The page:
Those of you who are Facebook friends have seen in the past my Sunday morning rants about my newspaper being missing. Usually there is a cat pictured with a woebegone face because she can’t follow her Charlie Brown that day. My cat hates technology and refuses to read the comics on a tablet. After all, the Sunday comics in glorious color on newsprint are what it’s all about around here.
A few weeks ago, I thought I had the problem solved when I asked the circulation department to have my carrier “throw” the paper into my front yard instead of using the white plastic tube that has been attached to my mailbox post since the early seventies. For several weeks all was good; whoever the person that was stealing the paper was, he or she would not walk into the yard to retrieve it off the ground. I guess the temptation of that fluffy paper sitting in the tube street side right at car window level was too much; a quick tap on the brakes and a fast nab and they were on their way with my paper.
But for some reason, my carrier had returned to the old habit of sticking the paper into that crusty, lichen encrusted tube. I don’t know if they have forgotten not to use the tube or if I have a new carrier. Today was the first Sunday after they reverted to using the tube and sure enough, the paper is missing again. Despite the promise of the person who handles delivery complaints in a thick Indian accent, that they would re-deliver the paper by noon, I still don’t have a paper, and my kitty does not have her Charlie Brown.
That paper tube has been part of the front yard so long that it has outlasted several mailbox posts. The sunlight has bleached off the lettering for “The State” Newspaper over time. Over the years, the lichens that adorn the bark of the nearby pine trees found that it can make itself quite at home on the white plastic. It did so quite artistically and I never had the heart to clean it off. I convinced myself that it added a rustic touch to the suburban American disaster that is my front yard. We can talk about the effects of many years of incipient drought on my grass another time.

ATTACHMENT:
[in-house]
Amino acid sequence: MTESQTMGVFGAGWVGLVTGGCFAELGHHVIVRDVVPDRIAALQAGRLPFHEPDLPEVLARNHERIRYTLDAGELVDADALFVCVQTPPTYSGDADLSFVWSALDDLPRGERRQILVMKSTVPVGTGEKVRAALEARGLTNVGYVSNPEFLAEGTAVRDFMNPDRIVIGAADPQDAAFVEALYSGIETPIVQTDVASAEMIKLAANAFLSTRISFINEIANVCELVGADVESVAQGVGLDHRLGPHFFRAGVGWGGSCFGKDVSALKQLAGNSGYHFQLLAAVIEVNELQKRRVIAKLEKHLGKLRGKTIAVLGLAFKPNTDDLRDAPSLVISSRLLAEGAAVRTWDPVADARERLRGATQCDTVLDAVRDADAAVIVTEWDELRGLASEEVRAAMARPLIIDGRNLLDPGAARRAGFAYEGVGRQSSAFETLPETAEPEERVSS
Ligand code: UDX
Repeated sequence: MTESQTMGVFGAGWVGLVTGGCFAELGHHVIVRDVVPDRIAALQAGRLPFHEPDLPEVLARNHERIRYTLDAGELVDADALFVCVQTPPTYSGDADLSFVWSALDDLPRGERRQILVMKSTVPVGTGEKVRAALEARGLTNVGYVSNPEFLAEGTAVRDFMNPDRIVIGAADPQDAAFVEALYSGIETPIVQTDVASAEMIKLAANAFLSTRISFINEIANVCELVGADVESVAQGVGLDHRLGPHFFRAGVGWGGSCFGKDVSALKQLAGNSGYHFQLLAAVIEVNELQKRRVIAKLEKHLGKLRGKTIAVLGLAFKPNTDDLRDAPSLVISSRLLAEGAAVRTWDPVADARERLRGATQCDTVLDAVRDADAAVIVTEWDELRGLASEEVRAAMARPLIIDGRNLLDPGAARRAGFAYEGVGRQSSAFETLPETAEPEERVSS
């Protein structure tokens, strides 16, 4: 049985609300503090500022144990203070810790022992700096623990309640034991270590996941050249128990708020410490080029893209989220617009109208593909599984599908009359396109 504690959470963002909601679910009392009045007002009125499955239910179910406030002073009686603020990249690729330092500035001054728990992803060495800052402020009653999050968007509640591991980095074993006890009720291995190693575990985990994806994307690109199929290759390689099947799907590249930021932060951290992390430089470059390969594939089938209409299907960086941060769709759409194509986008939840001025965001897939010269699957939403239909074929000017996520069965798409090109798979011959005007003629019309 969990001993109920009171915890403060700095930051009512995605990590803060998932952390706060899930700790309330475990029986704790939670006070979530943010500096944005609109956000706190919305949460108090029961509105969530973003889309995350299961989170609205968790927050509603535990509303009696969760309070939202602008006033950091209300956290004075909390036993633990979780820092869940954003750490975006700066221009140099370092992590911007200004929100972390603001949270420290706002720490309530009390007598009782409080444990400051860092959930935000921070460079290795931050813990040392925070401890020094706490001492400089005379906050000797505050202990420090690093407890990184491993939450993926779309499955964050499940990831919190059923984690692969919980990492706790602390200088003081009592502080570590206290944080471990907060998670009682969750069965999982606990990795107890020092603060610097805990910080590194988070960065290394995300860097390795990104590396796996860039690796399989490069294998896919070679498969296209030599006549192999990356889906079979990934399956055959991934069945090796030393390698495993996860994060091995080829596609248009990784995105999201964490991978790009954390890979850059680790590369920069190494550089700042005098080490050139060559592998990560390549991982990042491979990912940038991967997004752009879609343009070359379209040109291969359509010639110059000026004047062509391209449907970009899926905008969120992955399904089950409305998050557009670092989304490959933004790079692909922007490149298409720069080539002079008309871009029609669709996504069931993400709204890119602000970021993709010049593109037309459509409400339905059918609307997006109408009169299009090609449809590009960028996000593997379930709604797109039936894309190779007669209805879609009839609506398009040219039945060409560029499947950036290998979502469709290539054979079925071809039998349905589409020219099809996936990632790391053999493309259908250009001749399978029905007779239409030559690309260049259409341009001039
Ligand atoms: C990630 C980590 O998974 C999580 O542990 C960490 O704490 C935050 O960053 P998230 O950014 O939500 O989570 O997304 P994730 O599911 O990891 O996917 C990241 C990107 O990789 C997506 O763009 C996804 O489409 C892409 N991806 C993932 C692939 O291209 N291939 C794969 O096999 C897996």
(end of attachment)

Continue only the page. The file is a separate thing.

So, shortly after noon, on my final trip to see if the paper was delivered, I carried my power drill out and sadly removed the four screws that held that venerated paper tube to the post and carried it back to my shop. I don’t have the heart to throw it away, but if the paper carrier can’t remember not to use it, I have no recourse but to force him or her to “throw” the paper instead of “tubing” it. I did inform the circulation person with the nice Indian accent that I would be removing the tube and that the carrier must “throw” it anywhere in the yard except near the street.
As I look at that paper tube on the floor, I can’t quite make myself throw it away. It has been part of my daily routine longer than several jobs that I’ve held and longer than any of the pets that live around here. The outside is pretty weather beaten but the inside, while a little dirty is quite pristine. There must be some other use for it. An idea is beginning to form; I can mount it on the wall of the shed and use it as a caddy for long handled yard tools such as hedge clippers. Yeah, that’s it! It will be inside, protected from the elements. The lichen won’t like that too much but it still has the trees. So, mister paper tube, you will still be around, rustic look and all. After all, the rest of that shed is already rustic too. Oh MY!